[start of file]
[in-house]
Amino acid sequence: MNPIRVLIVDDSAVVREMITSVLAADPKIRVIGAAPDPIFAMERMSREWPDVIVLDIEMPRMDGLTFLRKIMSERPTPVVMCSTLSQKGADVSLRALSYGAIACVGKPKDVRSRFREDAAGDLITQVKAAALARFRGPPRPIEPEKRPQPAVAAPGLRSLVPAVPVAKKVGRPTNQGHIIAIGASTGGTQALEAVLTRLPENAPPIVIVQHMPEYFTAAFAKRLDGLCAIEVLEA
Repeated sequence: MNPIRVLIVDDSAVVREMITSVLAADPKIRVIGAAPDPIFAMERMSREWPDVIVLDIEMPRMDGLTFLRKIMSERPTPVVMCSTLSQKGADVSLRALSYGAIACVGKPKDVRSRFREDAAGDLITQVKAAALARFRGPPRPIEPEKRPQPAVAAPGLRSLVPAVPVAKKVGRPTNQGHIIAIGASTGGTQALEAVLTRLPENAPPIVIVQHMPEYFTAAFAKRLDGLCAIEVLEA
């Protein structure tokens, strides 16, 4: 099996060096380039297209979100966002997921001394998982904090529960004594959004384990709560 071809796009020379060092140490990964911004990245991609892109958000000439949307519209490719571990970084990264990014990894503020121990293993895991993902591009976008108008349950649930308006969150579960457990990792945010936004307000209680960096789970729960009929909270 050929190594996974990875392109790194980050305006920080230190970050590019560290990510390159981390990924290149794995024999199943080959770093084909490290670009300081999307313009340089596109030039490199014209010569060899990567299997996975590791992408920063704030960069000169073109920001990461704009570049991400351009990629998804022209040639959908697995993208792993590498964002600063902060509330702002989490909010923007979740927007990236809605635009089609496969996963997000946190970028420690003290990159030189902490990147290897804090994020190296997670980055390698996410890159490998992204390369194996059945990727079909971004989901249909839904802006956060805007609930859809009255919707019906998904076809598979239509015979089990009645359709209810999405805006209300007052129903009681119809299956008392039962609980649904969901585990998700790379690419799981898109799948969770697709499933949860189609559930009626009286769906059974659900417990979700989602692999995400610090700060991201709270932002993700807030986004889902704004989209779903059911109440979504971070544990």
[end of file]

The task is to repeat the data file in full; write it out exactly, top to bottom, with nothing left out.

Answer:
[in-house]
Amino acid sequence: MNPIRVLIVDDSAVVREMITSVLAADPKIRVIGAAPDPIFAMERMSREWPDVIVLDIEMPRMDGLTFLRKIMSERPTPVVMCSTLSQKGADVSLRALSYGAIACVGKPKDVRSRFREDAAGDLITQVKAAALARFRGPPRPIEPEKRPQPAVAAPGLRSLVPAVPVAKKVGRPTNQGHIIAIGASTGGTQALEAVLTRLPENAPPIVIVQHMPEYFTAAFAKRLDGLCAIEVLEA
Repeated sequence: MNPIRVLIVDDSAVVREMITSVLAADPKIRVIGAAPDPIFAMERMSREWPDVIVLDIEMPRMDGLTFLRKIMSERPTPVVMCSTLSQKGADVSLRALSYGAIACVGKPKDVRSRFREDAAGDLITQVKAAALARFRGPPRPIEPEKRPQPAVAAPGLRSLVPAVPVAKKVGRPTNQGHIIAIGASTGGTQALEAVLTRLPENAPPIVIVQHMPEYFTAAFAKRLDGLCAIEVLEA
């Protein structure tokens, strides 16, 4: 099996060096380039297209979100966002997921001394998982904090529960004594959004384990709560 071809796009020379060092140490990964911004990245991609892109958000000439949307519209490719571990970084990264990014990894503020121990293993895991993902591009976008108008349950649930308006969150579960457990990792945010936004307000209680960096789970729960009929909270 050929190594996974990875392109790194980050305006920080230190970050590019560290990510390159981390990924290149794995024999199943080959770093084909490290670009300081999307313009340089596109030039490199014209010569060899990567299997996975590791992408920063704030960069000169073109920001990461704009570049991400351009990629998804022209040639959908697995993208792993590498964002600063902060509330702002989490909010923007979740927007990236809605635009089609496969996963997000946190970028420690003290990159030189902490990147290897804090994020190296997670980055390698996410890159490998992204390369194996059945990727079909971004989901249909839904802006956060805007609930859809009255919707019906998904076809598979239509015979089990009645359709209810999405805006209300007052129903009681119809299956008392039962609980649904969901585990998700790379690419799981898109799948969770697709499933949860189609559930009626009286769906059974659900417990979700989602692999995400610090700060991201709270932002993700807030986004889902704004989209779903059911109440979504971070544990």